Morgan Liddick: Obama is already mastering the double standard |

Morgan Liddick: Obama is already mastering the double standard


You’ve probably been following the front-page headlines about Senator Barack Obama’s campaign and the run-up to his coronation in Denver. If you read the Denver Post, you can’t miss them. They’re relentless, above-the-fold, big and uniformly positive.

I’m waiting for another sort of headline. You know, the one reading “Top Democrat Senators, Obama Advisors, Caught in Home Mortgage Payola Scheme.”

You’ve probably read right over most of the details of this sordid affair in small, page 22-type stories: Jim Johnson, one of the members of Barack Obama’s Vice Presidential Selection Team, received a “special” low rate on his home mortgage from Countrywide, a lender up to its eyeballs in the subprime lending market. Nothing in particular wrong about that ” I have a Countrywide Mortgage, and I’d like to have gotten a “special” rate, too.

But I’m not the CEO of the Federal National Mortgage Association (Fannie Mae), the government-sponsored organization that provides federal loan guarantees for home mortgages. Mr. Johnson was when he received his consideration from the private company with whom his organization worked very, very closely. At the time, he was using your money to support the lending Countrywide was undertaking, which made him their friend, indeed.

Nor was Mr. Johnson alone among prominent Democrats as a beneficiary of Countrywide’s largesse. Senator Kent Conrad (D-North Dakota) received a business loan through what Countrywide described as its “VIP Friend” program ” a type of lending that home mortgage companies almost never do. Perhaps Senator Conrad’s chairmanship of the Senate Budget Committee and membership on the Senate Finance Committee had something to do with Countrywide’s willingness to take a flyer on an unorthodox type of loan. Perhaps.

Then, there’s Senator Christopher Dodd, D-Connecticut, who also participated in Countrywide’s “friend” program. He not only received low rates, but points were waived for two loans ” a savings of more than ten thousand dollars. Oh, and yes, the Senator is the Chairman of the Senate Banking Committee. Sometimes, friendship is its own reward. Sometimes, more is involved.

Other special “friends” included Franklin Raines, also a former Fannie Mae CEO; Alphonso Jackson, a former Secretary of Housing and Urban Development; Donna Shalala, a former Secretary of Health and Human Services; and Richard Holbrooke, a former Assistant Secretary of State. All in all, a fairly impressive portfolio of Washington insiders.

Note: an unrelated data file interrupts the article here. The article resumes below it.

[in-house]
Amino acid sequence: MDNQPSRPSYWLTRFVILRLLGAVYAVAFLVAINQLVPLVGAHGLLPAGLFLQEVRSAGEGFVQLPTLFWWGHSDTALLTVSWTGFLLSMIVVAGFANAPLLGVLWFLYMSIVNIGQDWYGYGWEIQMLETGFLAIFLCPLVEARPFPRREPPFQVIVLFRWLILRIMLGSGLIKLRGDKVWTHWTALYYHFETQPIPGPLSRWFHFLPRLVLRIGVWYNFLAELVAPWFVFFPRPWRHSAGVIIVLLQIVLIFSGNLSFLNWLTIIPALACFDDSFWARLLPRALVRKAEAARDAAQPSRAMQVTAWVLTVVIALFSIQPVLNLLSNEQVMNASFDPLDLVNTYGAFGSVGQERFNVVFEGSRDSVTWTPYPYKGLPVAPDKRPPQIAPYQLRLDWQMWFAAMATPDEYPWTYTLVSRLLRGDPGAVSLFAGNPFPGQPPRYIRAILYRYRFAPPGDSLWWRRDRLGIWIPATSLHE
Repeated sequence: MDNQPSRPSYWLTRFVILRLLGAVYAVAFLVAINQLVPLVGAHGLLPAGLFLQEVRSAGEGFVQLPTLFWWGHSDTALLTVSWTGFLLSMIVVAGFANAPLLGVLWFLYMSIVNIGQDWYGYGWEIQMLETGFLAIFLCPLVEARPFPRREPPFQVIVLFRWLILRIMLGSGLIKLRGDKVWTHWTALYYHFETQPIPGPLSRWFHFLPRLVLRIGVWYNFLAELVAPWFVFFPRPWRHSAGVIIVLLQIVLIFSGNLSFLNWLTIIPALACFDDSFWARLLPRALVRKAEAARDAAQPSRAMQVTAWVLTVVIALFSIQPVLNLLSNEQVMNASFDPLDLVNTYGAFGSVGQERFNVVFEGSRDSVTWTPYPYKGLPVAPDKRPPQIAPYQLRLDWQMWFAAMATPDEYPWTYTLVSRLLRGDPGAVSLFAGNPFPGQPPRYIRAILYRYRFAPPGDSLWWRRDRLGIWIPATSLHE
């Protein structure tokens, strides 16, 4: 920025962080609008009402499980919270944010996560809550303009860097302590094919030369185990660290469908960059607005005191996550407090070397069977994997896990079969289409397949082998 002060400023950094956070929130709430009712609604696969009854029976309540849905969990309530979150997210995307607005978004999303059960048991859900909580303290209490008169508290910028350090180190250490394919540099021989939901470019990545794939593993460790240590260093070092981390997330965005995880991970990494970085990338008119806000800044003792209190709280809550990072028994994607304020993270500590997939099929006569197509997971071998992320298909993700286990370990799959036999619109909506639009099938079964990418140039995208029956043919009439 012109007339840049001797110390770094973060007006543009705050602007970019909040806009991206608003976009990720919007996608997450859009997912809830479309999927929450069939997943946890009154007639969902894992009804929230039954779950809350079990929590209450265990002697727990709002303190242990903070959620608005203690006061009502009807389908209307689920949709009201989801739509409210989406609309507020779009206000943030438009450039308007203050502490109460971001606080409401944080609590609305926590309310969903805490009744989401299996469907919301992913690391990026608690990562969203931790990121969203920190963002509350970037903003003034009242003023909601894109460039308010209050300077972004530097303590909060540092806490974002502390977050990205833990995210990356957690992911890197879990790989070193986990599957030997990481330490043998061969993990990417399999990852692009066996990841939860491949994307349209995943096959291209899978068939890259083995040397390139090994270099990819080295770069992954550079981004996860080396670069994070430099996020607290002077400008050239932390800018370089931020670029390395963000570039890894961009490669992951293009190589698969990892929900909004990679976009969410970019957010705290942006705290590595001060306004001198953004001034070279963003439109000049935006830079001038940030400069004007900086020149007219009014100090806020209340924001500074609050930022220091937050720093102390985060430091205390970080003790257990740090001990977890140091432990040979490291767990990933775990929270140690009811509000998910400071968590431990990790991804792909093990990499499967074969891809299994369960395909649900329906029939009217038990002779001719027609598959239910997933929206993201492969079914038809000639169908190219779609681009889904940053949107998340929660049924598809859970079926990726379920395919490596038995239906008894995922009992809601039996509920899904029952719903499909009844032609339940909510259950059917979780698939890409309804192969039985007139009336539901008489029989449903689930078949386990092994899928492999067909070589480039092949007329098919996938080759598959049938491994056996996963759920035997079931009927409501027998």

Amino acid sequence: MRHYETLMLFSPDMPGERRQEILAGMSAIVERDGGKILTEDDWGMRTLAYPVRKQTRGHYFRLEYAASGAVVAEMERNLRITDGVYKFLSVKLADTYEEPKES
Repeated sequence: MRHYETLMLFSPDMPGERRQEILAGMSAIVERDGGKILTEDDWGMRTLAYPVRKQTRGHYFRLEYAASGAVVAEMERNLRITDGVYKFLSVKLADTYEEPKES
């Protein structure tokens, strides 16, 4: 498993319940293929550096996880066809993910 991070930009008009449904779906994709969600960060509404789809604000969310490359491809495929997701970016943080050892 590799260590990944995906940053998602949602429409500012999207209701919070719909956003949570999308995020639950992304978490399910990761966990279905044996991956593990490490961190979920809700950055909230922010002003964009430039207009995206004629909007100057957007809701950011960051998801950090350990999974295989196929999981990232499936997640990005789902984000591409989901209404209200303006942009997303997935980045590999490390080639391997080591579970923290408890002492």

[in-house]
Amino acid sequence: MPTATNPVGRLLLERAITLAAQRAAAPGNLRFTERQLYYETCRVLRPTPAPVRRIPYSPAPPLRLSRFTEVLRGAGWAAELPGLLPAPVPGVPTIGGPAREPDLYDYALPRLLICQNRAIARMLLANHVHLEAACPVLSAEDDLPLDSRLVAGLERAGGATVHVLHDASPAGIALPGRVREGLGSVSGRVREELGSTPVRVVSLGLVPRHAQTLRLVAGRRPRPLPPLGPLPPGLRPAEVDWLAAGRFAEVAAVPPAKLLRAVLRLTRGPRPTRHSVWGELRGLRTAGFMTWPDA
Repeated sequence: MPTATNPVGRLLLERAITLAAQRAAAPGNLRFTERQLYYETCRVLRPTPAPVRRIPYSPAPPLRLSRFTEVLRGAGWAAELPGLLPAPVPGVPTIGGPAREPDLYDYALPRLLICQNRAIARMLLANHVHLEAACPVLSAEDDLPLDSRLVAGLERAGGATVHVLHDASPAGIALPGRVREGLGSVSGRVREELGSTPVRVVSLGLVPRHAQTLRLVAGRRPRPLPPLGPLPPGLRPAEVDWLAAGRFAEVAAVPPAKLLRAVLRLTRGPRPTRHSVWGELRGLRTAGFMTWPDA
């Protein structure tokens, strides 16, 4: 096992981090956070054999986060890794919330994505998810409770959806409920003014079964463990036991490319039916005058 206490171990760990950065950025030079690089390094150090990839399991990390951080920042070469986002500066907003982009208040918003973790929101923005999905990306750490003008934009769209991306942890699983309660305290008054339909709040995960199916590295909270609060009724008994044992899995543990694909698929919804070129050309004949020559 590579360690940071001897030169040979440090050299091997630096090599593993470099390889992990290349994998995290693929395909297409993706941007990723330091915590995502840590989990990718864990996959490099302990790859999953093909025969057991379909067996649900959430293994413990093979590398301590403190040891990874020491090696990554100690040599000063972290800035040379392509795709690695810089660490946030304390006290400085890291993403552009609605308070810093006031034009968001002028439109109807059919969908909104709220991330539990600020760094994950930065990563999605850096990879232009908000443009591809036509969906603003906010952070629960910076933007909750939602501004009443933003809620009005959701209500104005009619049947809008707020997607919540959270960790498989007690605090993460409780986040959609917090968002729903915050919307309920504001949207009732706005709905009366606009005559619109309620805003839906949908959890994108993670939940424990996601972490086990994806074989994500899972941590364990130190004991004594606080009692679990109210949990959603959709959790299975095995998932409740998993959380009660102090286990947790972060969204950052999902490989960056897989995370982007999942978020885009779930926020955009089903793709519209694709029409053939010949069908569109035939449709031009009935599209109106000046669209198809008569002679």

So, where’s the coverage? The demands for investigation? Where’s the outrage? Just imagine what the stories would have been had these names included, say, Richard Shelby, R-Alabama, Chuck Hagel, R-Nebraska, or Representative Tom Delay, R-Texas.

Oh, wait. We don’t have to imagine in the last instance. He was hounded out of town following a ham-sandwich indictment from a political prosecutor and a torrent of accusations, whisperings and innuendo.

It’s not that the partisan slant surprises me. Anyone with a pulse and the ability to read at an eighth-grade level understands that there are consistent heroes and villains in the media, and that their roles are prescribed by politics. Nor am I not particularly annoyed by partisanship per se ” everyone has an opinion, and is entitled to it.

What does annoy, however, is the transparent hypocrisy of reporters and editors who insist in the teeth of the evidence that villains come in only one flavor, that those who oppose them are always and only saints, and that this is an unbiased presentation of God’s honest truth rather than an opinion. Such an approach to the news creates a worldview that diverges remarkably from reality, and engenders shock, surprise and outrage when the real world forces its way in. It is not helpful to a nation that endeavors to govern itself wisely.

And lest we think that this issue is confined to national politics ” lofty issues in the never-never land of Washington ” consider this: it turns out that St. John Hickenlooper has been shilling for money to support Denver’s Democratic National Convention while traveling on the public dime.

As of June 25, there had been at least 20 trips on city money during which donors were tapped for this private event. But neither staff nor media found anything untoward about the mix. As one staffer put it, “He’s careful to separate public from private events.” One could almost see the reporters solemnly nodding in agreement.

Now imagine ” I’ll make this easy ” Vice President Cheney traveling on Air Force Two to Germany. While there, he buttonholes German companies to participate in a deal with, oh, say, Halliburton. Do you think for a moment that the “careful separation” argument would fly? But if it would not, one might usefully ask why it does in the former case. It is similarly bunkacious.

So, I await the headlines about Democrat naughtiness. And maybe even indictments.

But I’m not holding my breath.

Summit County resident Morgan Liddick pens a Tuesday column. E-mail him at Also, comment on this column at

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